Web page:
Humeral fracture: Pathological fracture fixed by intralesional curettage, cement augmentation and Synthes Philos plate
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The humerus is the second most appendicular common site of osseous metastatic disease after the femur. Metastatic bone disease causes pain, swelling, fracture and subsequent dysfunction. The management of such patients needs to be pragmatic, balancing multiple conflicting patient and technical factors including but not limited to the age, fitness and willingness of a patient to have surgery, estimated prognosis, extent of osseous or visceral metastatic disease, severity of symptoms and dysfunction, impending or pathological fracture, curative or palliative intent.
There are multiple surgical options although optimal use of non-operative interventions should not be overlooked by orthopaedic oncologists.
The present case is a fairly typical presentation of a patient with multiple osseous sites of metastatic prostate carcinoma with a pathological humeral fracture and an impending femoral fracture, who, after discussion with his oncology team, underwent stabilisation of his humerus first to enable the use of crutches after femoral reconstruction. The use of cement augmented plate stabilisation was selected in favour of resection and endoprosthetic replacement as surgery was palliative (i.e. a non-curative intervention to alleviate pain & increase function) and because the bone destruction was minimal. You can read about the technique for proximal humeral endoprosthetic replacement here: https://www.orthoracle.com/library/proximal-humeral-replacement-mutars-reverse-geometry-shoulder-implantcast/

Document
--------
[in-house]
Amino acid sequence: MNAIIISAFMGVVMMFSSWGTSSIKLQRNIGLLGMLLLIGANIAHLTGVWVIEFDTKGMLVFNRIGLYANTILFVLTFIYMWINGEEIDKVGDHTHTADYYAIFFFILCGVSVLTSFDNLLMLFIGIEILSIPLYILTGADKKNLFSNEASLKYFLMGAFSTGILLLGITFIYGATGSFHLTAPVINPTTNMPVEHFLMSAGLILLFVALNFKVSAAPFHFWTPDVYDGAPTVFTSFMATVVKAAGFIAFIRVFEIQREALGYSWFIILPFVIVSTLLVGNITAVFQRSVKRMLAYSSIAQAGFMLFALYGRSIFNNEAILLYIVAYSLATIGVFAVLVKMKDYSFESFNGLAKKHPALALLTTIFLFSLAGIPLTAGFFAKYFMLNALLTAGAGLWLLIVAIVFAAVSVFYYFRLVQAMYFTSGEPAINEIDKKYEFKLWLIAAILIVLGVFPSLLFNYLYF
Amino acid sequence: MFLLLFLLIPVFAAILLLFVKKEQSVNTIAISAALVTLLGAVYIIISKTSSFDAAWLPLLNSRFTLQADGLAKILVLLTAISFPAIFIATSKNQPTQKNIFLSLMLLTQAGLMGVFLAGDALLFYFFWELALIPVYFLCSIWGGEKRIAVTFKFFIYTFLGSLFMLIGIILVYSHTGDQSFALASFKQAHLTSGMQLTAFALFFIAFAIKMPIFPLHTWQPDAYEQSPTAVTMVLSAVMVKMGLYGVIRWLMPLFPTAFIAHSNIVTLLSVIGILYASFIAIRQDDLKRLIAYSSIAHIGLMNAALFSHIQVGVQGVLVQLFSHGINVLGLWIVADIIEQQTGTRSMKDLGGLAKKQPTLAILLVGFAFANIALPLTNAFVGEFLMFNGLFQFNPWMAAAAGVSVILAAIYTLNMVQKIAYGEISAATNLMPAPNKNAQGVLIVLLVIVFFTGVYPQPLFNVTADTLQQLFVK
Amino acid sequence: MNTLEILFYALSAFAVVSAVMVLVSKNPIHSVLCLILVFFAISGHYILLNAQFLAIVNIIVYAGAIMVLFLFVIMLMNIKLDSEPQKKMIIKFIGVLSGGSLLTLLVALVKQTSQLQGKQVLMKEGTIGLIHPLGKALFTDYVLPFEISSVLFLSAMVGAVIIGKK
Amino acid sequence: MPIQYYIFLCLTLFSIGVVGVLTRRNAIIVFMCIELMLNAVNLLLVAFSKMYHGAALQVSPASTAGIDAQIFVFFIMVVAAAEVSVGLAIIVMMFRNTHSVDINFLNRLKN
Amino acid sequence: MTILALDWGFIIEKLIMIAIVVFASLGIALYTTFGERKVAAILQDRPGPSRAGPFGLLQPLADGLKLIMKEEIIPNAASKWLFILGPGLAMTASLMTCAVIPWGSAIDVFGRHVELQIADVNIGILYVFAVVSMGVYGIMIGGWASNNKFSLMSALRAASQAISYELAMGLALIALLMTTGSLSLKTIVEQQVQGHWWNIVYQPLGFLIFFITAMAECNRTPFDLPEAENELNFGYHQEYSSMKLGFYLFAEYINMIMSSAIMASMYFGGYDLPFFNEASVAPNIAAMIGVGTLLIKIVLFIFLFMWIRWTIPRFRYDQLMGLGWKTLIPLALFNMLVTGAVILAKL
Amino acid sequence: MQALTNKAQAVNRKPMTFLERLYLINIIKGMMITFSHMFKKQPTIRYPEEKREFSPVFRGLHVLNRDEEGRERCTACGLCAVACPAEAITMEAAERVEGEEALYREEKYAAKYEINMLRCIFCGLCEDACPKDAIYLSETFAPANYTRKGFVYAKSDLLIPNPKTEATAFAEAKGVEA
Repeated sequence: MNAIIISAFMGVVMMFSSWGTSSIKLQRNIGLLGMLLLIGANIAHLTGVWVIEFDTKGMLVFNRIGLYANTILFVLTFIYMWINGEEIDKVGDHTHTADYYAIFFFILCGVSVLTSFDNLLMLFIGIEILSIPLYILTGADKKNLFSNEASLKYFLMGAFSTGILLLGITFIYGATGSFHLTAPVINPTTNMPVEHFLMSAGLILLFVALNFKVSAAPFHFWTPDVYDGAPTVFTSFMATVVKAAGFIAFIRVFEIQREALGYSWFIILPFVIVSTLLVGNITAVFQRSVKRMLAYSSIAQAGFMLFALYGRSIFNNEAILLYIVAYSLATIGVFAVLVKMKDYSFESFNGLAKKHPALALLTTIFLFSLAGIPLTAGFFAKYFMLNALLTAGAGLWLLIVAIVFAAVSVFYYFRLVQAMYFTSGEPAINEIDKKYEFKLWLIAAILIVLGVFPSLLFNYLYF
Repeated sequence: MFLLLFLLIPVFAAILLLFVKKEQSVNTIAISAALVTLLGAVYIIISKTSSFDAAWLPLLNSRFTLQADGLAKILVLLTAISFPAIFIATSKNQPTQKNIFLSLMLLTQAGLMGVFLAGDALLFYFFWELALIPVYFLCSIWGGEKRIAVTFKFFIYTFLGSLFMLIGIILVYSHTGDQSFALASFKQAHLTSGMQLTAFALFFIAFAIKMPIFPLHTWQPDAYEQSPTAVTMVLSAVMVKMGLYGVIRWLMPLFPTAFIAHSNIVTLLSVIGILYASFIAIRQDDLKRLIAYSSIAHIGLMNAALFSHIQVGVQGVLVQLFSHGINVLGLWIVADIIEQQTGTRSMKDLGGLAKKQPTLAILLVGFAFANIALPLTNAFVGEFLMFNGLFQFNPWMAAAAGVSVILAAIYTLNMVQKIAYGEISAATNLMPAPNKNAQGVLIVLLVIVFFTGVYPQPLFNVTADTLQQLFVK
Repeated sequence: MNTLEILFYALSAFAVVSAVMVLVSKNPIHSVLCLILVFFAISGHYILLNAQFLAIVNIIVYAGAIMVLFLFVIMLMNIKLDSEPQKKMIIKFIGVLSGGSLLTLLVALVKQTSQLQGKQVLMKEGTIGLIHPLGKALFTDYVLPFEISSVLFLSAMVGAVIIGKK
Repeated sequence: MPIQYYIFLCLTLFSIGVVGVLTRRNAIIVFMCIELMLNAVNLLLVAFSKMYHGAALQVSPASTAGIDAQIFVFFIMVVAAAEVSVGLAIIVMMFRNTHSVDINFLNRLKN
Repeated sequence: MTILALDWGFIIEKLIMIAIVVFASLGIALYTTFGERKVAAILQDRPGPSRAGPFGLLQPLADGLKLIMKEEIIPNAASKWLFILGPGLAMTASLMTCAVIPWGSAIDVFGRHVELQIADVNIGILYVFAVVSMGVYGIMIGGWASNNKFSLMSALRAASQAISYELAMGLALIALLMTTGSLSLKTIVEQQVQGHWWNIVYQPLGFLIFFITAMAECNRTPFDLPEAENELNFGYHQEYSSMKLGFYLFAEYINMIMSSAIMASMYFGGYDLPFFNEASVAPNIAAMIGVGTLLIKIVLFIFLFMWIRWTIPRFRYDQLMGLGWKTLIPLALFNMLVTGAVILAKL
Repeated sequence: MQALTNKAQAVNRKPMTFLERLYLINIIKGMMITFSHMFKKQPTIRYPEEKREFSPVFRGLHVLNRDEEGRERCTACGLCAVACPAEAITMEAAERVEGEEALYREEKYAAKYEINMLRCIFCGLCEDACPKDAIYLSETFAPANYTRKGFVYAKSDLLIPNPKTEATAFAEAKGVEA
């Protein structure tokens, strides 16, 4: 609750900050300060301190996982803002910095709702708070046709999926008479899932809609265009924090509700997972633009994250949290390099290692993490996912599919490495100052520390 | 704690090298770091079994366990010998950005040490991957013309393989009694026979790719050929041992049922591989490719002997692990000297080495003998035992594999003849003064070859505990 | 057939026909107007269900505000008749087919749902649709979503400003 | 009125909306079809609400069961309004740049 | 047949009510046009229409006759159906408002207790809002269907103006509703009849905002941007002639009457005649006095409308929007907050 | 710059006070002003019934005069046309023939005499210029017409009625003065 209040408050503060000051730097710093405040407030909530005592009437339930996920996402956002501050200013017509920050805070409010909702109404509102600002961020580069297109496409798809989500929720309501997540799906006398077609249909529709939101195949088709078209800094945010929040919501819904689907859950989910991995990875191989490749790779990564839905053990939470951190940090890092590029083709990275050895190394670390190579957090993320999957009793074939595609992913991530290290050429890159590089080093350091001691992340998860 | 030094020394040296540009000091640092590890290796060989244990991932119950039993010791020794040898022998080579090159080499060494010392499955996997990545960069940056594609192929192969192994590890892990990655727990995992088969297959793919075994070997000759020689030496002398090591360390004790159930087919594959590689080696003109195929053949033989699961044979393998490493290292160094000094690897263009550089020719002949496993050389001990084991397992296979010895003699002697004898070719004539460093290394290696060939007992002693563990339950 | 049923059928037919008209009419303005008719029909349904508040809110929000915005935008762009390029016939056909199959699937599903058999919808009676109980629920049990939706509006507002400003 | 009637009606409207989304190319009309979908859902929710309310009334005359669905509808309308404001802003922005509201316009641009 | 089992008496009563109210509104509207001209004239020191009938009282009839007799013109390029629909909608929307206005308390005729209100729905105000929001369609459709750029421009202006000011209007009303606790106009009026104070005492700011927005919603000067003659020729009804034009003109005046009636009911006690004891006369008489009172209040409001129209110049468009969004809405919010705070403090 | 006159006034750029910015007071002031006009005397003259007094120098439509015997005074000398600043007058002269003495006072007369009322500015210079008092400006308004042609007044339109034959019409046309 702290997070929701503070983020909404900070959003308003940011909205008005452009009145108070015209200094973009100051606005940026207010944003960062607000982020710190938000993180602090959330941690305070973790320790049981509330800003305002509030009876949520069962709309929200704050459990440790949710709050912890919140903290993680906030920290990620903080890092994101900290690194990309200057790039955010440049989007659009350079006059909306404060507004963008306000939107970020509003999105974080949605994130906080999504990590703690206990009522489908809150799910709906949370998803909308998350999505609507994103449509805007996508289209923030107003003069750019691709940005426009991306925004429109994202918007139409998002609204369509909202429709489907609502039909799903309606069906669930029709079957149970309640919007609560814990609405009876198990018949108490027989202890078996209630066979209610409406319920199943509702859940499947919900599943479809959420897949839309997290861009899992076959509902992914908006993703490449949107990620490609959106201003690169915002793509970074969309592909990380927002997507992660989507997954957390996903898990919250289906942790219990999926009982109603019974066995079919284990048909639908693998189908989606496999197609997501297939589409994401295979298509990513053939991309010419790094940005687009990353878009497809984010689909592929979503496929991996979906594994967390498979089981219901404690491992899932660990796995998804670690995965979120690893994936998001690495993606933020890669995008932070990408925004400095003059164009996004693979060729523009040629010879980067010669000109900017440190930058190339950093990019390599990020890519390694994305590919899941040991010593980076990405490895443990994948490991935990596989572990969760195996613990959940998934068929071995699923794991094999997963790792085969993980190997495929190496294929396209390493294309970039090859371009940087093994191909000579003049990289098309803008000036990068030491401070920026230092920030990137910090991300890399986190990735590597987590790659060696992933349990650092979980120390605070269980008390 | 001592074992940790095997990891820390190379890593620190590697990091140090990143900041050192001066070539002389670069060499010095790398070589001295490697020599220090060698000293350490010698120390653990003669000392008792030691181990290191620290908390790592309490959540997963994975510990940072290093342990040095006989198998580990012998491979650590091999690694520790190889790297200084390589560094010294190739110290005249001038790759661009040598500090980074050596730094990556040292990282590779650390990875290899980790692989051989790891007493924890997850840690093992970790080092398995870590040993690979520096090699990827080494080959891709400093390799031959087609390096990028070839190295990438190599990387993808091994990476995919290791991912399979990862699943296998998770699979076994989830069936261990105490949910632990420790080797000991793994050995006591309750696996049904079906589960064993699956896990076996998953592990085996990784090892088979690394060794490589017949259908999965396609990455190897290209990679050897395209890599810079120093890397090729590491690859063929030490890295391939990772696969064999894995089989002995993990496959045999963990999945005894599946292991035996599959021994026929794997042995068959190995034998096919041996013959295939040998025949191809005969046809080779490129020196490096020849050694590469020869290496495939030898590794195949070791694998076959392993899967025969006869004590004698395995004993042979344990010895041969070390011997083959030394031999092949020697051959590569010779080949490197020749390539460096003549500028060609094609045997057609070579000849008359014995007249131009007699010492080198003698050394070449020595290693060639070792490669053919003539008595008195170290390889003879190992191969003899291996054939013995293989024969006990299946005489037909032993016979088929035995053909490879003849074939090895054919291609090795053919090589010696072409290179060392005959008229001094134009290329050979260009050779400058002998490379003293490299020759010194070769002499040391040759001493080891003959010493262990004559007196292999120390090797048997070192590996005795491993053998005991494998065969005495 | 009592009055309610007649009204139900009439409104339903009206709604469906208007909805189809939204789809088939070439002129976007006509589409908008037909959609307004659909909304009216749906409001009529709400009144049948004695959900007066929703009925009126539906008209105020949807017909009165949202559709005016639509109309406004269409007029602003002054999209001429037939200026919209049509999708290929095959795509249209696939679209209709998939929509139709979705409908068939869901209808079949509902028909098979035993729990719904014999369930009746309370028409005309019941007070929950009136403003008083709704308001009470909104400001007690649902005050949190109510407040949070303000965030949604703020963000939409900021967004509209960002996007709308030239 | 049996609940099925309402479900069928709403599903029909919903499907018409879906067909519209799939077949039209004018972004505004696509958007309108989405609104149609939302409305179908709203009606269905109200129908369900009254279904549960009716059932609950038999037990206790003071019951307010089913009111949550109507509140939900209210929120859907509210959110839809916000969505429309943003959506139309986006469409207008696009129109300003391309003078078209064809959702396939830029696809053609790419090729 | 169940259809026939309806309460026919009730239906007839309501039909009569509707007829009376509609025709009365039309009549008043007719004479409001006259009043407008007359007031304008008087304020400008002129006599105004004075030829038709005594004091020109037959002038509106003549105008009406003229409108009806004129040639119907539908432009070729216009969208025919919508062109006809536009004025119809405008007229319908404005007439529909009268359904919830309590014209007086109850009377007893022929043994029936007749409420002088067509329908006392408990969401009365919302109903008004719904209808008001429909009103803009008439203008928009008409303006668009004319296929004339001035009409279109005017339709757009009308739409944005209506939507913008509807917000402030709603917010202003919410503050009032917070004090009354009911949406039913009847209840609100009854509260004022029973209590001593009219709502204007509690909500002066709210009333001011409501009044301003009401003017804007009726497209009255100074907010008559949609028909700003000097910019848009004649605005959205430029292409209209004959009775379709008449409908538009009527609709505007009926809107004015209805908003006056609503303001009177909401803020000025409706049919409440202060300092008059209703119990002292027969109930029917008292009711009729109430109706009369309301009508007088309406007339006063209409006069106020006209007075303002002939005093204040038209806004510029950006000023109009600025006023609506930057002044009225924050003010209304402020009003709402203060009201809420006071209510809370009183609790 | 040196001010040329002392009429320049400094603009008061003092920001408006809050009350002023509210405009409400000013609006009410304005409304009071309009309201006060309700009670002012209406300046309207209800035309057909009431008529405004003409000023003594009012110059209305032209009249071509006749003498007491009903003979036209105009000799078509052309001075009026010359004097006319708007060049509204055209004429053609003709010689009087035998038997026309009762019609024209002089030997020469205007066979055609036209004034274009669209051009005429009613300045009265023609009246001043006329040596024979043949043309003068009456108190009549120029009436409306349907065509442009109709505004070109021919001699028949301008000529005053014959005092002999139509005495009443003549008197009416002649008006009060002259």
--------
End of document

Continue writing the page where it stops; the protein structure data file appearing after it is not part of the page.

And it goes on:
Jonathan Stevenson FRCS (Tr&Orth)
Author: Jonathan Stevenson FRCS (Tr & Orth).
Institution: Royal Orthopaedic Hospital, Birmingham,UK.
Clinicians should seek clarification on whether any implant demonstrated is licensed for use in their own country.
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